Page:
• By construction, enough empathy (what I wrote in the first paragraph) or sufficient empathy, as in the second, will prevent the person from committing the crime. All that matters for my argument is that there are some people in some moral situations for whom empathetic considerations are sufficient to guide them towards the moral choice even in the absence of other reward/punishment factors. I read your question to indicate that you acknowledge that such situations exist. – Dave Sep 10 '14 at 13:04
  • Yes , empathy victums of a con-game or a white collar crime or any other crime COULD be enough to stop a person from participating BUT there is also the LOVE of money and all the perks it can supply if the scheme is not found out. How do con-artists get a 'reasonable' and up-to-now law abiding citizen to participate in a scheme? Probably the promise of money and 'perks' and the assurance it's not a crime or no one will get hurt , or it's a brilliant plan that will never be discovered. If a person believes in a finite existence and that they won't be found out in this present life, WHY NOT? – user128932 Sep 12 '14 at 5:38
  • I am not ever indirectly referring to ANY possibility of supernatural punishments , my intent is regarding the attitudes of people who believe in a finite life in this life only and how it MIGHT affect their ambitions for 'benefits'.. Of course people with empathy may limit their behavior and they may not but the point is someone striving for benefits ,without getting caught if illicit, may ignore any possible behavior limiting concepts to 'enjoy' themselves before they ultimately disappear.... forever.. – 201044 Jan 25 '16 at 14:13
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Your question is if people only live for a finite time why shouldn't they do bad stuff if they think they can get away with it?

Morality is about how to make decisions. This covers everything that people usually think of as morality and more. For example, if we ask whether abortion is moral or not that's a question about how to make decisions about whether to get an abortion. People who oppose abortion would claim that a woman should always make a negative decision when considering whether to get an abortion. People who think abortion should be allowed would say that a woman should sometimes say yes when considering whether to get an abortion.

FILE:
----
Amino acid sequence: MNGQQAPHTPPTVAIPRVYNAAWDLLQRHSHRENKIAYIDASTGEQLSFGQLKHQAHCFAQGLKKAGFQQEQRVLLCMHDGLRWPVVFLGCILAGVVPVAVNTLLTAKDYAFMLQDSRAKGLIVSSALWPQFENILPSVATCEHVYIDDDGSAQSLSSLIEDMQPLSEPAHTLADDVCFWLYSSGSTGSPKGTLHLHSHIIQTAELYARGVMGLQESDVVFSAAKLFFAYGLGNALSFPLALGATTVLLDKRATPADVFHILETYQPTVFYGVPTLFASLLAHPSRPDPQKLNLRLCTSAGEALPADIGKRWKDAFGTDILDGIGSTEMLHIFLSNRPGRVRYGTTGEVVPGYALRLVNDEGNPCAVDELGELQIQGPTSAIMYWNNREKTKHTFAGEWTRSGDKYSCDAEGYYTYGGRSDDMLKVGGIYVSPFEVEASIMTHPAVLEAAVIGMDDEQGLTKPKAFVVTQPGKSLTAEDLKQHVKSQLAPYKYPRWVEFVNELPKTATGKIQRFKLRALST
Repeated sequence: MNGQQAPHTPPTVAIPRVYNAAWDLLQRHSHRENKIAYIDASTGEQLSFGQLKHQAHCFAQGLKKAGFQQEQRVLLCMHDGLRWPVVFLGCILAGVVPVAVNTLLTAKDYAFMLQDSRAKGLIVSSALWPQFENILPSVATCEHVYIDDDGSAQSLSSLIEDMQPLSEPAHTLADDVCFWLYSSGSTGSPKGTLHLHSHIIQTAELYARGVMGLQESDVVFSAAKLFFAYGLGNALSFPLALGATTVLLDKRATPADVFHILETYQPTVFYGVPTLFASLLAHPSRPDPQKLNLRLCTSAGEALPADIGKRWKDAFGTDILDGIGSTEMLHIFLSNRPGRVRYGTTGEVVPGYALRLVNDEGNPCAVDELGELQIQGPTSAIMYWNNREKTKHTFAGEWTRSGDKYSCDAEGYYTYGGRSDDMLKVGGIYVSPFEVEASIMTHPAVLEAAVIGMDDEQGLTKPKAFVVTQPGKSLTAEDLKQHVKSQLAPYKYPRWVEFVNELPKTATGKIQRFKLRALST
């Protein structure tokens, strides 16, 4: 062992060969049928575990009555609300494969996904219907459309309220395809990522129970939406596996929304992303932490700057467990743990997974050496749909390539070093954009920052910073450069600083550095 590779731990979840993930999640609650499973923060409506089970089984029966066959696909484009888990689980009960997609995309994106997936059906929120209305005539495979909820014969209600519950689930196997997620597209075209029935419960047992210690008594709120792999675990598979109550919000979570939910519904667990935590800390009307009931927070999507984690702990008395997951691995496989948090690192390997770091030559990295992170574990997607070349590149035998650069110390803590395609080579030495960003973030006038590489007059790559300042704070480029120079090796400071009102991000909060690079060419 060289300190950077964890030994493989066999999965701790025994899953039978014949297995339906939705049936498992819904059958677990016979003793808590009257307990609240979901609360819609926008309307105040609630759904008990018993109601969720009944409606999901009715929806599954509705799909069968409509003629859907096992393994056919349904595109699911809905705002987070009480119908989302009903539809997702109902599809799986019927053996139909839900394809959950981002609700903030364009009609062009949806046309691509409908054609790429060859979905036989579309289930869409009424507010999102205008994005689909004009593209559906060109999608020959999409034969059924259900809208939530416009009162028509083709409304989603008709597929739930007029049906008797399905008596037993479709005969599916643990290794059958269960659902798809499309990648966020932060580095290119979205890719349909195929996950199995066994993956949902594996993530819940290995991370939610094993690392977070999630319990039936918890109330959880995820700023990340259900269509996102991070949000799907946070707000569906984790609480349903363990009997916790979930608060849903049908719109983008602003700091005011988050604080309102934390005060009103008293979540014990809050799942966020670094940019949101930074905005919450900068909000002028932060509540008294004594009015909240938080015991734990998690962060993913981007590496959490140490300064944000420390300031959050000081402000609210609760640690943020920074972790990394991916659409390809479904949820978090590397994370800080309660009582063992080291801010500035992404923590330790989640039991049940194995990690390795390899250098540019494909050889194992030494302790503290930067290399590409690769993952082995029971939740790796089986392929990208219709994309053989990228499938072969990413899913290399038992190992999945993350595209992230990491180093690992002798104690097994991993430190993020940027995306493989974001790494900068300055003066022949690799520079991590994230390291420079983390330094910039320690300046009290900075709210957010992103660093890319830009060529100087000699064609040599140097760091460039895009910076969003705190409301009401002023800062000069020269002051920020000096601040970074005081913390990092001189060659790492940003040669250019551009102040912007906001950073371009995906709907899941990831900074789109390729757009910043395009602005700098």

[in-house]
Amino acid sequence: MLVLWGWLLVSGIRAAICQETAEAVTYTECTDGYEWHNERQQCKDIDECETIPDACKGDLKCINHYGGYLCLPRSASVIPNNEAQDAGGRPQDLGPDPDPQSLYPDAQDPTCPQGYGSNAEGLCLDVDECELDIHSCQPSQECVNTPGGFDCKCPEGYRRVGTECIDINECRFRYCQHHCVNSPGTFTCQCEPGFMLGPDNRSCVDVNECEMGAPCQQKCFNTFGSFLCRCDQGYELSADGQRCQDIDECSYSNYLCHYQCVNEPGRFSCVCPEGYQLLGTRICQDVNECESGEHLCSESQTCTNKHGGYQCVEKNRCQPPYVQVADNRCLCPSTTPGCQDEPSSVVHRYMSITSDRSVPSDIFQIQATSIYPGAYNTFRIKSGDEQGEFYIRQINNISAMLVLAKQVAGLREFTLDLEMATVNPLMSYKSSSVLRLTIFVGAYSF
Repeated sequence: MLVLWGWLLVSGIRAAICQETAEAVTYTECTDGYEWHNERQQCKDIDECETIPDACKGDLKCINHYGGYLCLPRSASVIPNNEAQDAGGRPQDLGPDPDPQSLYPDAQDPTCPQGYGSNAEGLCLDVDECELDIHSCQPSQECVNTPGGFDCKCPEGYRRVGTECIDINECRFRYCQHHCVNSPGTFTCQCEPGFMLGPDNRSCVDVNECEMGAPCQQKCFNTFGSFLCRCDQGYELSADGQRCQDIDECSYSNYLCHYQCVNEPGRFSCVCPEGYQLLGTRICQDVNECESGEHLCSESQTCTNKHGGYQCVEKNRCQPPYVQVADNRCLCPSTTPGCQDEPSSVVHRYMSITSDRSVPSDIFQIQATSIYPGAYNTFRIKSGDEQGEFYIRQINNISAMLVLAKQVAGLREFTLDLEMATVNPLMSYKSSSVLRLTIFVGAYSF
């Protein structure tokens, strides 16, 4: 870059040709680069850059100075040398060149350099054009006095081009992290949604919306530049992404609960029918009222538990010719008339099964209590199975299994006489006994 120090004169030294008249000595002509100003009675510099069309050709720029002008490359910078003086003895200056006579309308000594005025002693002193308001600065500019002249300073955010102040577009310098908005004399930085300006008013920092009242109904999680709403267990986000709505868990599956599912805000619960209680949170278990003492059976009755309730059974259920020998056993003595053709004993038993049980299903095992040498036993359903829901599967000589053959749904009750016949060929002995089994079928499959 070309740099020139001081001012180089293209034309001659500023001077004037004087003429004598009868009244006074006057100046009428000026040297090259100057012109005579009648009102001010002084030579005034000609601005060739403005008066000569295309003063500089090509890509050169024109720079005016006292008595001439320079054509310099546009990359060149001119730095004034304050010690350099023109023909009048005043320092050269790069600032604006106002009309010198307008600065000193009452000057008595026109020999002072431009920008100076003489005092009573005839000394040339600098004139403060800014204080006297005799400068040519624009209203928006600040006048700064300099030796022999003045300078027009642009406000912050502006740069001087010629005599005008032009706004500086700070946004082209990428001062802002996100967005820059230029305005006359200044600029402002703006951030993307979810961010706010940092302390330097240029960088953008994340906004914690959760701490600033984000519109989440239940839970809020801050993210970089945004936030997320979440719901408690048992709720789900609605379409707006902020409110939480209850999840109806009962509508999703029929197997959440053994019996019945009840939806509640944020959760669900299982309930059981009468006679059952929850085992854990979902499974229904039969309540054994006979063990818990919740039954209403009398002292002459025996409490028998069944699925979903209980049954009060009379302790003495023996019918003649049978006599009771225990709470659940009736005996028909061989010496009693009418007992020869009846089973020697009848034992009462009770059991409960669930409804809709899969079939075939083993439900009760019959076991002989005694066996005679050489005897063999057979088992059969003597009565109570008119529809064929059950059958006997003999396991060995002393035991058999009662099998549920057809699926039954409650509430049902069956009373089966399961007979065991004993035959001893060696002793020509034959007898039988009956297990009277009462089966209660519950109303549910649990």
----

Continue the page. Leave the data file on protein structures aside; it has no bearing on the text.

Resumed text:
Some philosophers say morality is about emotions, dispositions and that sort of thing, e.g. - morality is about whether you should care for one child more than another or whatever. All such issues are about how you should make decisions about emotional issues and so are included in saying that morality is about how to make decisions. Some philosophers may wish to limit the set of decisions under considerations to emotions or dispositions or whatever. This rips moral problems, including moral problems about emotions, out of context and makes it more difficult to solve them. This is a substantive and bad moral theory.

The main question you ought to ask is whether the action benefits you. If the action doesn't benefit you that is a criticism of it. If there is a criticism of taking a particular action then it is a bad idea even if you don't know about the criticism. Stupidity will not stop adverse consequences of bad stuff you do, so thinking that you can do something immoral and "get away with it" will not save you.

There are some bad actions you can take that only affect you. If your respond to a fault in your computer by getting angry and hitting the computer that is bad and stupid. You took a substantial risk of harming your computer, which was a bad idea. In addition, you have wasted time by getting angry rather than trying to think about how to solve your problem. There is no such thing as getting away with doing something stupid and bad like that.